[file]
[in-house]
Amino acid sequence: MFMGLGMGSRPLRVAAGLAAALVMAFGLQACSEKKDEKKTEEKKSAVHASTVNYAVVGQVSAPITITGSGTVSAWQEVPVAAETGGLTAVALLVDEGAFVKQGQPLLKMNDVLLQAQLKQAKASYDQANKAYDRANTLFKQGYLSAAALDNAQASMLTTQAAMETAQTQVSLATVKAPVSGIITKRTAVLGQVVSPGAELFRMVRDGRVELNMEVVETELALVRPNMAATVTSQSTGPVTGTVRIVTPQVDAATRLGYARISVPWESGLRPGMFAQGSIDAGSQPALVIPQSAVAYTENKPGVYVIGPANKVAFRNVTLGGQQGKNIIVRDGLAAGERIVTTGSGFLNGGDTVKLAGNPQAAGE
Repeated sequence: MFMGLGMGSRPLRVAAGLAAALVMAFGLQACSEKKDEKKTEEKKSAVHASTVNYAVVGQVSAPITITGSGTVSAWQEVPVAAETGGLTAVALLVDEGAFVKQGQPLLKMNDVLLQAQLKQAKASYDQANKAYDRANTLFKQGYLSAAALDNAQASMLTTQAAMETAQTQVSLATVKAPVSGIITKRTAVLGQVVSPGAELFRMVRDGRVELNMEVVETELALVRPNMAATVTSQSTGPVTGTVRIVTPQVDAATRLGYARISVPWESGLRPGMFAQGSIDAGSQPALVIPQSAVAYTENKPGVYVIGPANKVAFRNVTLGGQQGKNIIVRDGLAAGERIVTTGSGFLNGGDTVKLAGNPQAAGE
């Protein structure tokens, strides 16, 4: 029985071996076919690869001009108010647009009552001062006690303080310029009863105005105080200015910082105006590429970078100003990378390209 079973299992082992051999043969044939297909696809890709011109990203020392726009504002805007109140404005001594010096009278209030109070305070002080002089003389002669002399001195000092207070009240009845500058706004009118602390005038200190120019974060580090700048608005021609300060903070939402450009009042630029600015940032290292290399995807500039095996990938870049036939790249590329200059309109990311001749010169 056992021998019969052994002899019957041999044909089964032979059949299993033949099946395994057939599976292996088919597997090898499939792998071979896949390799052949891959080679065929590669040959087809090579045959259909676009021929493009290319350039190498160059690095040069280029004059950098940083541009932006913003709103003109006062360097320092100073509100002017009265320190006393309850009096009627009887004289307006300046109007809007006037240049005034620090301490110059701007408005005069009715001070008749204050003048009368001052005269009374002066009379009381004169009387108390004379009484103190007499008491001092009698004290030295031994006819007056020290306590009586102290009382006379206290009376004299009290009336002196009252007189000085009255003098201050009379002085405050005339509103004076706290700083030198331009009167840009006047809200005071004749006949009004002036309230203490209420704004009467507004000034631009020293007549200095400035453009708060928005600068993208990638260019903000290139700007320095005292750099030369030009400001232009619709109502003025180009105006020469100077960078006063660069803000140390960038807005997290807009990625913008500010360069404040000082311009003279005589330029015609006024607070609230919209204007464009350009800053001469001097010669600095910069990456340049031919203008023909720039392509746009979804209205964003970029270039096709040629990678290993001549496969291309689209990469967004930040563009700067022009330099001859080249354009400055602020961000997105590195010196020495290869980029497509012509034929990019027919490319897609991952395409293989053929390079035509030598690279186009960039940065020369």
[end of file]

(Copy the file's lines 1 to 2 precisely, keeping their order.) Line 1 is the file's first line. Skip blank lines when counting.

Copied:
[in-house]
Amino acid sequence: MFMGLGMGSRPLRVAAGLAAALVMAFGLQACSEKKDEKKTEEKKSAVHASTVNYAVVGQVSAPITITGSGTVSAWQEVPVAAETGGLTAVALLVDEGAFVKQGQPLLKMNDVLLQAQLKQAKASYDQANKAYDRANTLFKQGYLSAAALDNAQASMLTTQAAMETAQTQVSLATVKAPVSGIITKRTAVLGQVVSPGAELFRMVRDGRVELNMEVVETELALVRPNMAATVTSQSTGPVTGTVRIVTPQVDAATRLGYARISVPWESGLRPGMFAQGSIDAGSQPALVIPQSAVAYTENKPGVYVIGPANKVAFRNVTLGGQQGKNIIVRDGLAAGERIVTTGSGFLNGGDTVKLAGNPQAAGE